• If His redemption can presently (though not completely) be seen spiritually, it can in the same way be seen physically
      • The creation can now also fulfill its created purpose
    • In earth or in heaven –
      • Both earth and heaven were set at variance with each other
      • Christ reconciled heaven and earth
  • The purpose? (vv. 21-22)
    • Holy – He took our flesh that we could be holy as He is holy
    • Unblamable
    • Unreprovable

Introduction (Colossians 1:1-2)

March 8, 2010 2 comments

Sunday School Lesson

Key Verse: Colossians 1:18

Occasion & Purpose: Warning against Jewish law and Greek philosophy (theosophy)

  • The Colossian Heresy
    • Attacked the total adequacy and unique supremacy of Christ – no greater claims ever made for Christ
    • Paul stresses Christ’s part in creation (1:16-17)
    • Paul stresses Christ’s humanity (1:22; 2:9)
    • Astrological element (rudiments, 2:8, 20)
      • Elemental spirits of world – stars and planets
      • Everyone consulted the stars
      • Needed something more than Christ to rid men of this power
    • Made much of demonic powers
      • Principalities and powers (1:16; 2:10, 15)
      • Everything and place had a spirit
      • Needed something more than Christ to defeat these powers
    • Philosophical element (2:8)
    • Tendency to insist on ritual practices and days (2:16)
    • An ascetic element (2:16, 21)
    • An antinomian streak – anti-law (3:5-8)
    • Worship of angels (2:18)
    • Spiritual and intellectual snobbery (1:28)
  • Gnostic Heresy – Colossian errors related to early forms of this (spirit=good, matter=flawed and evil; also, matter is eternal)
    • Effects doctrine of creation
      • This world then created by an emanation so distant from God that he was hostile to God
    • Effects doctrine of Christ’s person
      • Jesus could not have had a flesh and blood body
    • Effects ethics
      • Our bodies are evil
        • Practice rigid asceticism, starve and deny the body, or…
        • Disregard the body. Do whatever it desires, only the spirit matters
    • Effects the simplicity of the gospel
      • Series’ of emanations
      • Higher reaches of religion only open to the “initiated”
      • They were keepers of the mysteries
    • Jewish element – many were sympathetic to Gnostic ideas

Theme: Christ is pre-eminent

  • Over all things – 1:15-20
  • In salvation – 1:21-29 (21-22)
  • In our knowledge – 2:1-9 (3, 9)
  • Over the law – 2:10-23 (14-15)
  • In our desires – 3:1-11 (4, 11)
  • In our practices – 3:12-4:6 (13, 17, 23)

From:

  • Paul
    • Apostle (office=authority and occupation=one sent)
      • Of Jesus Christ (fully qualified to address matters)
      • By will of God – what is God’s will for you?
        • Divine authority
        • Independence of human teaching
        • Disclaimer of personal power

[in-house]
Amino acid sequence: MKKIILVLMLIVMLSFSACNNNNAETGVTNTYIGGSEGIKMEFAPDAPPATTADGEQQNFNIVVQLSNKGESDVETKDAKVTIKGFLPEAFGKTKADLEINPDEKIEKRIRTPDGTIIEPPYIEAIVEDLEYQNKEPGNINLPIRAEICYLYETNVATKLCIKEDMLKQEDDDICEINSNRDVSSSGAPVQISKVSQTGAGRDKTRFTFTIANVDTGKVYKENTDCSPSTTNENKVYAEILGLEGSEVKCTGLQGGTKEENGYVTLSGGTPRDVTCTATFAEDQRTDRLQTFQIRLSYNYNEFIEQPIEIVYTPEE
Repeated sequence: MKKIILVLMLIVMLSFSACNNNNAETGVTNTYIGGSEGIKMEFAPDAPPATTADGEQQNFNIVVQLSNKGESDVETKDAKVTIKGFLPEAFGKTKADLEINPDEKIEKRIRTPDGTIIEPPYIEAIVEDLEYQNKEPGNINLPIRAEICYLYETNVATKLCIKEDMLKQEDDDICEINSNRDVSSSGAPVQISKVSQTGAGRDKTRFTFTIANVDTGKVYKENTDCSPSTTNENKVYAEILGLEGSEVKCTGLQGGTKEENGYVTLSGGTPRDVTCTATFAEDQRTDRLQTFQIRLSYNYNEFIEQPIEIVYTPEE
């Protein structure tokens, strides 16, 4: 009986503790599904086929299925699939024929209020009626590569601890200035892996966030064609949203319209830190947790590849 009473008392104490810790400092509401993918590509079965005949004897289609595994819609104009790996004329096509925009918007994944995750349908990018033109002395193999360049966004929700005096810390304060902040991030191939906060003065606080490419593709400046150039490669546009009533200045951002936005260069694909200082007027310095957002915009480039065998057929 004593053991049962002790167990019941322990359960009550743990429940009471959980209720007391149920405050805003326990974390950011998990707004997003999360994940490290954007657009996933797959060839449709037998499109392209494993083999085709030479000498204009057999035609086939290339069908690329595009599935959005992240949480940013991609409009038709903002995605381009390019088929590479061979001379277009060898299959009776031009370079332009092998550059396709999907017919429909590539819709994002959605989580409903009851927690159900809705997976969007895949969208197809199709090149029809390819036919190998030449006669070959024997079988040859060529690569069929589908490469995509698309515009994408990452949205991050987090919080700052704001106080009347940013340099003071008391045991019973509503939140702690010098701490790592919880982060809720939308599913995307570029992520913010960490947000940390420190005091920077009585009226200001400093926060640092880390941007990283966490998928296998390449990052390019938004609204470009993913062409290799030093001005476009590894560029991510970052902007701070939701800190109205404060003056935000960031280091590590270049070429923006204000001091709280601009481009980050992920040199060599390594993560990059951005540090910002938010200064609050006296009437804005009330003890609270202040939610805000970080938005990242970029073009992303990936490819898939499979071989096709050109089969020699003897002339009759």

• and Timothy
    • Not a co-author (look at subsequent we’s – through vs. 9, afterwards singular)
    • Brother (Acts 9:17 – rich meaning for Paul)

To:

  • Saints (relationship to God)
    • “set-apart ones” – all believers were called saints, not just a group within the church
    • One who belongs to God
    • Should reflect God’s character
    • Soldier must act the part, so a saint should act the part
  • Faithful brethren (relationship to others)
    • Brethren
    • At Colossae, in Christ (always two spheres/dimensions for the Christian) – John 16:33
      • Considered the least important city Paul wrote to – one of most important letters
      • Possibly Philemon’s house (4:9)
    • “faithful” – not all believers are faithful
      • No hint of moral sin even with immorality all around
      • Confidence that they will listen to his teaching

Salutation:

  • Grace (Greek greeting) – first, since without there is no peace
    • God giving us what we do not deserve
      • Breath, we lived in rebellion against Him
      • Hope, a hope—our home in heaven
      • Holy Spirit
    • Mercy – God not giving us what we do deserve
      • Combines with God’s love to give us unmerited blessing
  • Peace (Hebrew greeting)
    • Full integration of the believers personality in fellowship with God
    • Spiritual prosperity (well-being)
    • It passes all understanding – Philippians 4:7
    • w/God through the Lord Jesus Christ – no longer at enmity with God
    • Which rules in our hearts and lives – Colossians 3:15

The Swinging Scripturalists

December 1, 2009 13 comments

Is the correct view of inspiration really that hard to figure out?  I don’t think so.  So what’s gone wrong?  Here’s what I think.

You’ve got one side that believes in inerrancy only in the autographa, only in those manuscripts originally etched by holy men of God.  They think there are errors in what we have today without any hope of discerning what all the Words of Scripture are.  That doesn’t represent what we see taught in Scripture and it leaves us without full certainty in God’s Word.  Authority comes in shades of gray.  This view comes across like it’s the position of scholarship, the real brainiacs, some very deep thinkers.  They just can’t wrap their faith around the promises of God, but, instead, men like Metzger have wrapped them around their little fingers.  Heavy hitting institutions like Bob Jones and mainstream publishers push the critical text and modern versions.

If you say that you believe that we have all the Words of God in the languages in which they were written, and you base that upon the promises of Scripture about the Bible, they call you a hyper fundamentalist, not worth considering in any other theological point.  If you comment on some other subject, they’ll likely delete your comment.  You’re not welcome to the adult table.  You’ve got to eat at the little picnic table out back with the other children.  You’re now very near or already a laughingstock.  Everything else you say will be treated like a creationist at an evolution conference.